Ferguson fields the team of dreams

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The Independent Online

At least Sir Alex and his boys are taking one domestic competition with a discernible degree of seriousness. At the end of the week in which they gave up one third of their treble without a fight, in favour of some South American jaunt that might as well include a stop-off at Disneyworld to play in the Mickey Mouse Cup, mighty Manchester United not only deigned to contest a Premiership fixture but turned out a full-strength team for it. They even emerged with three points from it.

At least Sir Alex and his boys are taking one domestic competition with a discernible degree of seriousness. At the end of the week in which they gave up one third of their treble without a fight, in favour of some South American jaunt that might as well include a stop-off at Disneyworld to play in the Mickey Mouse Cup, mighty Manchester United not only deigned to contest a Premiership fixture but turned out a full-strength team for it. They even emerged with three points from it.

Having made sure of their Champions' League progress in Zagreb on Wednesday, United regained winning momentum on the domestic front at Old Trafford yesterday, though it took them half-an-hour to shake the jet lag from their legs. Ultimately, goals from Paul Scholes and Andy Cole before the break and a third by Roy Keane midway through the second half proved more than sufficient to see off an Aston Villa side who had enough chances to take the scalp of the treble-winners for the second time in a month.

It was a rather different United side that Villa beat by the same score in the Worthington Cup three weeks ago. Indeed, it would have been entirely different if Mark Bosnich were not Sir Alex's No 1 goalkeeping choice by the default of no better alternative being available. Though Bosnich emerged yesterday with United's first clean sheet from a Premiership match since 14 August, it would be no great surprise to find an Old Trafford contract among the books Peter Schmeichel will be signing at the Trafford Centre on Tuesday.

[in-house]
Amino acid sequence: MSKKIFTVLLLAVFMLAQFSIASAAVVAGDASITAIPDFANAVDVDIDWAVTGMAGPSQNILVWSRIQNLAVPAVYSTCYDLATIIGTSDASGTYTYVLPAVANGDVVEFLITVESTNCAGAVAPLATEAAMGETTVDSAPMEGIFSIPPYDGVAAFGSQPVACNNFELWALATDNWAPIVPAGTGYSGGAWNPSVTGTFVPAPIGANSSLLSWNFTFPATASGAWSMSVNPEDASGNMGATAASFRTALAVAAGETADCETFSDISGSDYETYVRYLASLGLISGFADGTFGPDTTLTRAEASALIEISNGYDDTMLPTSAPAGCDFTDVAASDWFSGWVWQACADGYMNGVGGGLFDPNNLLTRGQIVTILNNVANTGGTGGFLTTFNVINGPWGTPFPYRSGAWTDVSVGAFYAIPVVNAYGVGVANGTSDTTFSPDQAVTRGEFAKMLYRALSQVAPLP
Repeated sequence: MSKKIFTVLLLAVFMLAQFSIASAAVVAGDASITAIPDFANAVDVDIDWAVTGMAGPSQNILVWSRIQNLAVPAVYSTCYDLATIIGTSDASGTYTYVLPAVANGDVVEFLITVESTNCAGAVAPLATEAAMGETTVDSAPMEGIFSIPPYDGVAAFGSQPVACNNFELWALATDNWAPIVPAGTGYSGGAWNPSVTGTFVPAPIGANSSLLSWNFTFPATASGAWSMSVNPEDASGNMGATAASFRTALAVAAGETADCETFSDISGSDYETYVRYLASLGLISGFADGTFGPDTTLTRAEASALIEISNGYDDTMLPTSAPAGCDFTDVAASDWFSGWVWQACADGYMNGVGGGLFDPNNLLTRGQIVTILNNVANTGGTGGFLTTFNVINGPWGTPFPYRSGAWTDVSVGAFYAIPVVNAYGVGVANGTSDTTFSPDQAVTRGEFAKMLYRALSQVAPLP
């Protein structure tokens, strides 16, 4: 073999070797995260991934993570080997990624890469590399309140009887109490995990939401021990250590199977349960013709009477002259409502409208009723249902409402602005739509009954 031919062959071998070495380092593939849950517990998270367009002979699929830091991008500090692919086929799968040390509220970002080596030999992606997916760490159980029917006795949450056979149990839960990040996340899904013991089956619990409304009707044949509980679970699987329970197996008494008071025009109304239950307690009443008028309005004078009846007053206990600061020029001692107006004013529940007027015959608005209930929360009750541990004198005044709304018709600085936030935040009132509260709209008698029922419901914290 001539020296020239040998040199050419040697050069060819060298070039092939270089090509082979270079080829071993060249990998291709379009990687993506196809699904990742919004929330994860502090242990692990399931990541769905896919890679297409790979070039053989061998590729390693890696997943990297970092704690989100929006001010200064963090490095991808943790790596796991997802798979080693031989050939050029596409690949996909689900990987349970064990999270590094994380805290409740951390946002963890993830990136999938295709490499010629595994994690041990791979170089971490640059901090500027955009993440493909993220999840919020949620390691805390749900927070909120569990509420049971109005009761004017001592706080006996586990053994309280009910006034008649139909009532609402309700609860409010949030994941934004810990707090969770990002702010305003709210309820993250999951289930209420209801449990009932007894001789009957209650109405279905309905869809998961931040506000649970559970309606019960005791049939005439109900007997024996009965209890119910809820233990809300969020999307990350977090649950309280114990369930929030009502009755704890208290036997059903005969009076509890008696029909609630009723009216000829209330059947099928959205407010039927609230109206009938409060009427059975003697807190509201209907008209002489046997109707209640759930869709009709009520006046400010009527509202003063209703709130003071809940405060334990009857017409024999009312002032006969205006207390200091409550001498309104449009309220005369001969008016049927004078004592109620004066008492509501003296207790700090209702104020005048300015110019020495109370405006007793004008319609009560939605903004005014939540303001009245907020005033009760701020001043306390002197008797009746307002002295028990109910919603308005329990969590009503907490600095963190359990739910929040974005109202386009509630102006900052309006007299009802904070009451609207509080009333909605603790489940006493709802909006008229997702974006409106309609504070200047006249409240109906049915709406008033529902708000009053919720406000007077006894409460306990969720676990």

"We got a scoreline better than our performance," Sir Alex Ferguson conceded. "For most of the game I thought Aston Villa were the better side."

United were certainly subdued in the opening stages against a Villa side sparked to attacking life by the ubiquitous Benito Carbone. A nominal striking partner for Dion Dublin, the roving little Italian very nearly opened the scoring with just six minutes on the clock. Catching the ponderous Mikaël Silvestre in possession some 25 yards from goal, he not only relieved him of the ball but despatched a curling right-foot shot that clipped the outside of Bosnich's left-hand post.

Dublin and George Boateng also fired narrowly wide as United laboured to get a midfield foothold and Villa went for the jugular. It took United 18 minutes to string together their first move of any note, though they almost found a route directly to the Villa goal. It required a desperate clearance by Gareth Barry to thwart Scholes after Cole headed David Beckham's right-wing cross straight into the path of the Salford sniffer.

A minute later, the ball was in the back of United's net. Much to the relief of their manager, however, Alan Wilkie signalled a free-kick in their favour rather than a goal against them. Carbone had raced into an offside position before Ian Taylor slipped the ball through the home guard for Dublin to beat Bosnich. Referees have not exactly been Gregory's cup of Earl Grey in recent weeks and he was on the touchline in a flash, pointing an index finger accusingly towards the man in black from Chester-le-Street.

By half-time, though, the Villa manager had reason to direct his anger at the men within his dressing room. Six times in the 15-minute spell before the break United clipped their opponents from the wings and two of the clear chances they created were duly converted. First, on the half-hour mark, Beckham chipped the ball in from the right at the perfect height for Scholes to flick it past the Villa goalkeeper, David James. Then, in first half injury-time, Beckham cut in from the same flank and pulled the ball back for Cole to hit the target with a rifling right-foot shot.

Gregory's boys were clearly fired up to make amends after the interval. Twice Carbone found himself with only Bosnich to beat, but twice the fates conspired against him. On the first occasion he was denied by Jaap Stam's text-book covering tackle. On the second, Silvestre hooked his shot off the line.

There was no way back for Villa after United struck again, in the 65th minute. Beckham delivered the cross from the right, Scholes laid the ball back on the edge of the Villa box, and Keane's right foot applied the finishing touch to a domestic job ultimately well done.

Sir Alex even had some good news on the international front, depending on which side of Hadrian's defensive wall you happen to stand. Scholes will not be undergoing a hernia operation until the second phase of the Champions' League is completed in December, leaving him clear to take part in the Euro 2000 play-offs. "He'll be available to play - if he's got the conscience to go and hurt his manager," Sir Alex said, with a tartan twinkle in his eye.

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